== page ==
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A former bank manager and her half-brother have been sentenced to a total of 12 and a half years for conning people including their family and friends out of more than £2million.
Caryn Bates, 41, of Cowden, Edenbridge, and Matthew Sullivan, 53, from Dymchurch, pleaded guilty to the investment fraud at an earlier hearing on 5 September at Maidstone Crown Court.
Investigations by officers from the Serious Economic Crime Unit found the pair used Bates’ experience from her career as a bank manager to convince their victims to part with their money.
Both Bates and Sullivan used their knowledge of the stock markets and industry background to dupe investors into ploughing money into the bogus scheme, called “World Trading”, which began in March 2006 and carried on until October 2010.
Many used their life savings to get into the project, which Bates and Sullivan promised them would deliver a guaranteed return of between two and five per cent per month.
Nearly 40 victims were identified in the police investigation, many of them from Kent as well as up to 10 in Spain.
Some of the money was used to give the promised monthly returns to other investors to keep up the façade that the scheme was working, in the familiar style of a classic “Ponzi” scheme. But the majority of the cash was used to fund Sullivan’s gambling interests and to maintain his and Bates’ lifestyle.
In 2009, when a growing number of clients started to ask for their money back, Sullivan started offering them three month bonds, offering a guaranteed return of five per cent per month. It was not until late 2010 that the majority of investors realised their money was in grave jeopardy.
Fobbed off investors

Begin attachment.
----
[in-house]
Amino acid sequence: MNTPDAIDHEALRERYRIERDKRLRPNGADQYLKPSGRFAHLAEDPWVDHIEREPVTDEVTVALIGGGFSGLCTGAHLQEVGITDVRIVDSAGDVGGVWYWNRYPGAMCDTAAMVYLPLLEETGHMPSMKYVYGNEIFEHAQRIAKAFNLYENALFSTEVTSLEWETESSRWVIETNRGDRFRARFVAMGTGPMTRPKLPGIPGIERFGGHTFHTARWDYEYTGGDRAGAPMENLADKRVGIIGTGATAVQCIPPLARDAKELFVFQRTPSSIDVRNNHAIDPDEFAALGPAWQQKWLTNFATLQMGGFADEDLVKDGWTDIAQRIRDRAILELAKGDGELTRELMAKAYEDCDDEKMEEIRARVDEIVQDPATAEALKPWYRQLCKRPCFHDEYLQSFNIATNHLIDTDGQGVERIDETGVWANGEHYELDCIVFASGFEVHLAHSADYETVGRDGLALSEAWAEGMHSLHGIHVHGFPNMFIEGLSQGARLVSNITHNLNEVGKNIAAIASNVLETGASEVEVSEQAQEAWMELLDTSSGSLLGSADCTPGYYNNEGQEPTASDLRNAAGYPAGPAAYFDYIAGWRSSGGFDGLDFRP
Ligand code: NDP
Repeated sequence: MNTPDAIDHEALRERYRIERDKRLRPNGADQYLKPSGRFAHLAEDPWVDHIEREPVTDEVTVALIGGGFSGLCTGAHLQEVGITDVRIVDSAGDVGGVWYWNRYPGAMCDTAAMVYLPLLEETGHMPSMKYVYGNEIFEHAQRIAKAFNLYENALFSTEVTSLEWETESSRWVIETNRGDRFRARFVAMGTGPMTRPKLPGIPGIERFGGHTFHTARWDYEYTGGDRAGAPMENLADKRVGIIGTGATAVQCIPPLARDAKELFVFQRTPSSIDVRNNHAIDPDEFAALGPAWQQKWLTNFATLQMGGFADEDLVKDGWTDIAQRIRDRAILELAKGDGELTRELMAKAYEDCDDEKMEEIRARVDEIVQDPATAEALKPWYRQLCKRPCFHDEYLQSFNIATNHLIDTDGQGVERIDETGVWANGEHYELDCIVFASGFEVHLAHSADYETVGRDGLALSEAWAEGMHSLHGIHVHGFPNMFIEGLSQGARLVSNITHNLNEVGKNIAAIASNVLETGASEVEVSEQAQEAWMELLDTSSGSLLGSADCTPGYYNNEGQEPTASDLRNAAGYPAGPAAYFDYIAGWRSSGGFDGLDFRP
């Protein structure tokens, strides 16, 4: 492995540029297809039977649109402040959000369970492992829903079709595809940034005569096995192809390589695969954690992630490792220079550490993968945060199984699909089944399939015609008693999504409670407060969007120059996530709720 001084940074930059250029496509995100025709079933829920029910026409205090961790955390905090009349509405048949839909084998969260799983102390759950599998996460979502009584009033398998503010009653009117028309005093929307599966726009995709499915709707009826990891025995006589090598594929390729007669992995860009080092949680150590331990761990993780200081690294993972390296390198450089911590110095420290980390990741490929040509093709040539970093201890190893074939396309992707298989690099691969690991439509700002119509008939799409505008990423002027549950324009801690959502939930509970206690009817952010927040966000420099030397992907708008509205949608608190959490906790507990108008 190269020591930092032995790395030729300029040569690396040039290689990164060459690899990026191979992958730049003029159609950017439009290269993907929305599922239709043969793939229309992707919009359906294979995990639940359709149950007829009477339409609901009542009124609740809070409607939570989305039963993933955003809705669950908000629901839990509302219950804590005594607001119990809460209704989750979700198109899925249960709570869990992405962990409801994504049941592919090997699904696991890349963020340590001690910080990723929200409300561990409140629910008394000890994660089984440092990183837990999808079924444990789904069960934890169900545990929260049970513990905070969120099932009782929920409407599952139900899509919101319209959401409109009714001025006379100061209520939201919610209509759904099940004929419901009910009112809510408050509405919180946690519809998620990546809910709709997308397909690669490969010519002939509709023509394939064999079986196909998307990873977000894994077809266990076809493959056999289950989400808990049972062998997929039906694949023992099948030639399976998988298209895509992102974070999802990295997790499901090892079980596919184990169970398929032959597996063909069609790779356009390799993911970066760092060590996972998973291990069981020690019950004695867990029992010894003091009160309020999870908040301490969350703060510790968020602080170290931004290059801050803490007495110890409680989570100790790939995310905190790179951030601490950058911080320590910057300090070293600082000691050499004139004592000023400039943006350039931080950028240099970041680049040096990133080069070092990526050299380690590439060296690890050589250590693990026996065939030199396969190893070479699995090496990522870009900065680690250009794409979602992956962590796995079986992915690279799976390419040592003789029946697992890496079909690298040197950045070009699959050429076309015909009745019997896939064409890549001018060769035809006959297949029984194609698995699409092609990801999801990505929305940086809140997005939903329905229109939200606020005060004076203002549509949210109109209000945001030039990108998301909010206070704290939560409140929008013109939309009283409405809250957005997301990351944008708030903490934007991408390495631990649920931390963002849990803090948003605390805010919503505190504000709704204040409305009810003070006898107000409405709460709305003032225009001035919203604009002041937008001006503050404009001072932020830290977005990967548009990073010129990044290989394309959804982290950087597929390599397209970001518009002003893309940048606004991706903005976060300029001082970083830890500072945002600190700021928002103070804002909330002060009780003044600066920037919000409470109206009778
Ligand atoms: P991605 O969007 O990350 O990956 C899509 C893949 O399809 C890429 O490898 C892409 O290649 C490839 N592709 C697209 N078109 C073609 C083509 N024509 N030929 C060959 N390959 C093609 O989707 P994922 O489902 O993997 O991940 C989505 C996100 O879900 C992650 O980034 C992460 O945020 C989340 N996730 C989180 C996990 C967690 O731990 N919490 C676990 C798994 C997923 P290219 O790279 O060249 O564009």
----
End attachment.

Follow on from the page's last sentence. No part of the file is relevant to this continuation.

Sullivan and Bates fobbed off disgruntled investors with excuses about the length of time to release money from offshore accounts but in 2011 the fraud was brought to a halt as a result of complaints made to police by upset clients who were unable to obtain repayment of their money.
On Thursday, November 14, Sullivan was sentenced to seven years in prison, while Bates was ordered to serve a five years and six months sentence.
Both have been disqualified from being a company director for 10 years and Sullivan will be the subject of a crime prevention order for five years after his release.
Detective Constable Mark Agnew, from the Serious Economic Crime Unit carried out a complex investigation including sifting through a vast amount of data from betting companies and bank accounts as well as overseas companies to find out where the money had gone.
DC Agnew said: ‘Sullivan and Bates conned their family and friends out of millions of pounds.
‘Their clients trusted them to invest their money wisely and legally with the promise of solid returns on their capital. What they didn’t realise, until it was too late, was Sullivan and Bates used the cash to fund their lifestyle.
‘They were happy to live off their family and friends’ life-savings without a care in the world’.